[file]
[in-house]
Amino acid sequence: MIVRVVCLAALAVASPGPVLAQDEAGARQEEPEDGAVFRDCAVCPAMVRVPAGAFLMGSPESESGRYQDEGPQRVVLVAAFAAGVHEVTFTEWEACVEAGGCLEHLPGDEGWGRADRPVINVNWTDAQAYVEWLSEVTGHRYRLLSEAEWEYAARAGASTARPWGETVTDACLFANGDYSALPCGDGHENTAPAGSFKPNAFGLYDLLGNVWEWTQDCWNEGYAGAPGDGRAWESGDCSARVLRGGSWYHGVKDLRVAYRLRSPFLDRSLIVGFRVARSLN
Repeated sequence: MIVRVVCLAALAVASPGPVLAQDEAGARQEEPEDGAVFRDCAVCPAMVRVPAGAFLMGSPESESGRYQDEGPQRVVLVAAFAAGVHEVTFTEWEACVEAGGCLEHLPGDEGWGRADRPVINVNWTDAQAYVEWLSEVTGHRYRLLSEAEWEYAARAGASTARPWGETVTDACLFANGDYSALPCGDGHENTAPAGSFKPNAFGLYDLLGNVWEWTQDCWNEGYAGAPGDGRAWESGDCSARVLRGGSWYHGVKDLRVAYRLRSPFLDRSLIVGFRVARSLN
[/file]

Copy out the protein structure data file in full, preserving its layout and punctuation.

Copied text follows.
[in-house]
Amino acid sequence: MIVRVVCLAALAVASPGPVLAQDEAGARQEEPEDGAVFRDCAVCPAMVRVPAGAFLMGSPESESGRYQDEGPQRVVLVAAFAAGVHEVTFTEWEACVEAGGCLEHLPGDEGWGRADRPVINVNWTDAQAYVEWLSEVTGHRYRLLSEAEWEYAARAGASTARPWGETVTDACLFANGDYSALPCGDGHENTAPAGSFKPNAFGLYDLLGNVWEWTQDCWNEGYAGAPGDGRAWESGDCSARVLRGGSWYHGVKDLRVAYRLRSPFLDRSLIVGFRVARSLN
Repeated sequence: MIVRVVCLAALAVASPGPVLAQDEAGARQEEPEDGAVFRDCAVCPAMVRVPAGAFLMGSPESESGRYQDEGPQRVVLVAAFAAGVHEVTFTEWEACVEAGGCLEHLPGDEGWGRADRPVINVNWTDAQAYVEWLSEVTGHRYRLLSEAEWEYAARAGASTARPWGETVTDACLFANGDYSALPCGDGHENTAPAGSFKPNAFGLYDLLGNVWEWTQDCWNEGYAGAPGDGRAWESGDCSARVLRGGSWYHGVKDLRVAYRLRSPFLDRSLIVGFRVARSLN